How can colleges do more with less? Bold Leadership, Real Reform 2.0: Improving Efficiency, Cutting Costs, and Expanding College Opportunity, is ACTA’s newest guide for trustees, describing innovative ideas that colleges across the country have successfully implemented in order to improve student success and increase accountability. Kara Brounstein, one of the primary contributors to the publication, sat down with the Forum to discuss what makes this trustee guide so unique and interesting. Here are excerpts of that conversation:
The Forum: What makes this guide different from other ACTA publications?
Kara Brounstein (KB): We know that trustees are tasked with making complex and difficult decisions related to improving their operating efficiency without sacrificing quality. While there’s no one-size-fits-all, this guide provides a playbook and an overview for governing boards looking to understand the new rules for the road for institutional effectiveness.
Bold Leadership, Real Reform project was built around 12 best practices—such as program prioritization, space utilization, partnering with community colleges, etc.—with a few examples of schools effectively using these innovative approaches. In 2.0, ACTA revisits some of the programs highlighted in the first edition to follow up on their successes, and we identify a number of additional institutions that have begun new initiatives. The guide also takes an in-depth look at three leading campuses through longer case studies profiling Purdue University, Arizona State University, and the University of Colorado.
2.0 provides an in-depth look at initiatives at a variety of universities and state systems, providing the context of the problem each institution was facing and how they used creative and innovative approaches to solve it. Trustees were instrumental in helping to launch or support many of the programs profiled in the guide, many of which could not have happened without the support of the board working with administrators. University of Colorado Regent Steve Ludwig, for example, played a pivotal role in the creation of an innovative community college transfer program in Colorado and the creation of their three-year online bachelor’s degree. Our hope is that trustees can engage with this material and test out similar initiatives at their own institutions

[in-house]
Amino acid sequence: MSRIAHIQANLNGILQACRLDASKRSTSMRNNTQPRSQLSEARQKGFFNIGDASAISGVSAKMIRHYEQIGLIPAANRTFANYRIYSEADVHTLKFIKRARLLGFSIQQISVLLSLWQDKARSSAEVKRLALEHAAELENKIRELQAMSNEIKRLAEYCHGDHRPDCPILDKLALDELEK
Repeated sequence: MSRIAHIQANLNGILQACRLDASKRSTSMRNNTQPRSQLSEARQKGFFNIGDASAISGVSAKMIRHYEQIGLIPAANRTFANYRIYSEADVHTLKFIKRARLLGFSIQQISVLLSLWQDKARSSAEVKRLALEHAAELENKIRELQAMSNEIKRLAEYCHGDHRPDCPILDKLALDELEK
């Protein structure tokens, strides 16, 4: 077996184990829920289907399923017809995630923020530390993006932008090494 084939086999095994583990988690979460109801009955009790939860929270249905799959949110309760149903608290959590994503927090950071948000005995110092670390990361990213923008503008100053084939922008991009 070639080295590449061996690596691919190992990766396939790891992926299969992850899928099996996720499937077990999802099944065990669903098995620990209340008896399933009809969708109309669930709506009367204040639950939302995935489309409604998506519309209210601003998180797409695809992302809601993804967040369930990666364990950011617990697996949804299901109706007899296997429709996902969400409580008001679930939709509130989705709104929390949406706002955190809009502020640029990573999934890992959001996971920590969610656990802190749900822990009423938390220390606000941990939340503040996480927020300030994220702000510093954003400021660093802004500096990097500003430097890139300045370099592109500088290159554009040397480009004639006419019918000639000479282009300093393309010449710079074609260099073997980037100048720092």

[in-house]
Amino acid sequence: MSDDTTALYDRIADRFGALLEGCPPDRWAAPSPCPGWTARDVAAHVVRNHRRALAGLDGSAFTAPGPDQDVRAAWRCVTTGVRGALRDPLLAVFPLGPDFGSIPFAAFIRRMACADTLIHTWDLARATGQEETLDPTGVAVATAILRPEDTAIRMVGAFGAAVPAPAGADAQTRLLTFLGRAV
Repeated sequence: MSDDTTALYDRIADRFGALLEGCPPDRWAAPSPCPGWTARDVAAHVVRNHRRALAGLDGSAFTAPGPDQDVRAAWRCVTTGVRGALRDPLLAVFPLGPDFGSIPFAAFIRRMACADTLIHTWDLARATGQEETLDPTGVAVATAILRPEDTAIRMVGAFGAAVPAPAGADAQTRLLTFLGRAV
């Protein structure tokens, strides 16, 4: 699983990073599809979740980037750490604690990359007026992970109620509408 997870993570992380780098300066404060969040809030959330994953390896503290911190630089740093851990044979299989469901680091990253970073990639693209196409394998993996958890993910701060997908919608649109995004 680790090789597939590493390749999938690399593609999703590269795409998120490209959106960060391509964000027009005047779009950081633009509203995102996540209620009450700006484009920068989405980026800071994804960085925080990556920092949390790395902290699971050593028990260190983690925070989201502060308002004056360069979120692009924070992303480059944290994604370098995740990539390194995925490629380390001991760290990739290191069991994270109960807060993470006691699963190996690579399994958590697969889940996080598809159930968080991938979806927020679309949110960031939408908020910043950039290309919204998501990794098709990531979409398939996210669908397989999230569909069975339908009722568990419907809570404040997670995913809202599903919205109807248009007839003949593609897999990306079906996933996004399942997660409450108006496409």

The Forum: Are there any pitfalls trustees should avoid if or when they move to implement some of these ideas?
KB: One consistent pitfall for trustees and administrators is letting competition or being territorial get in the way of collaboration and innovation. Steve Ludwig noted: “Higher ed culture across the country is very insular—there is not a lot of incentive to encourage faculty to collaborate across institutions”—a sentiment also expressed by the University Innovation Alliance (UIA), a group also featured in the guide. But sharing good ideas is how institutions can innovate and grow with the shared goal of helping students succeed.
The Forum: Why did the universities featured in this guide decide to try something new?
KB: The old adage is true that necessity is the mother of invention—often, schools embrace innovation when dealing with the realities of economic strain, declining enrollments, and decreasing endowments. The need for efficiency often conflicts with the goal of access and opportunity—Bold Leadership, Real Reform 2.0 highlight why that doesn’t have to be the case. The Shared Course Initiative, for example, began as a bottom-up initiative powered by strong faculty and student interest in less-commonly taught languages. Through inter-campus cooperation and technology, the initiative now provides live, real-time courses conducted through video-conferencing to an ever-growing number of students. The program now offers instruction in 19 languages across over 40 courses.
Another example of increasing access to higher ed more generally: UIA began as an effort across 11 public universities to raise graduation rates. This is important because of the socioeconomically diverse student bodies at these schools—one-third of the students who attend UIA schools are Pell Grant-eligible. And UIA schools are closing the graduation gap for low-income students!
The Forum: What is your favorite “best practice” outlined in the guide?
KB: I’m currently studying to receive my Master’s in Special Education at American University and hope to work with students with learning disabilities, so I’m very interested in the intersection between high school and college success. One exciting initiative from our Purdue case study is the Purdue Polytechnic Indianapolis (PPI) High School—an urgently needed opportunity for underserved students. Beginning in the fall of 2017, PPI will welcome its first cohort of students. Funding for this school comes from the state (through a partnership with Indianapolis Public Schools), alumni donors, PPI’s K-12 budget, as well as an initial planning grant provided by Strada Education (formerly known as USA Funds).
PPI’s vision is to enhance the K-12 academic preparation essential for STEM careers and readiness for entering demanding higher education programs. The school will utilize a 100% competency-based learning and assessment program and students will engage in projects designed to give students real-world experience. Teachers address knowledge gaps as they surface in the course of each project, and students will have work-based learning and internship opportunities in the STEM fields throughout high school.
Purdue’s goal is to prepare a highly diverse student body for success in today’s economy. These Indianapolis public school students will have “direct admission” to Purdue, meaning that they are guaranteed admission after graduating from high school, assuming they meet appropriate admissions requirements.
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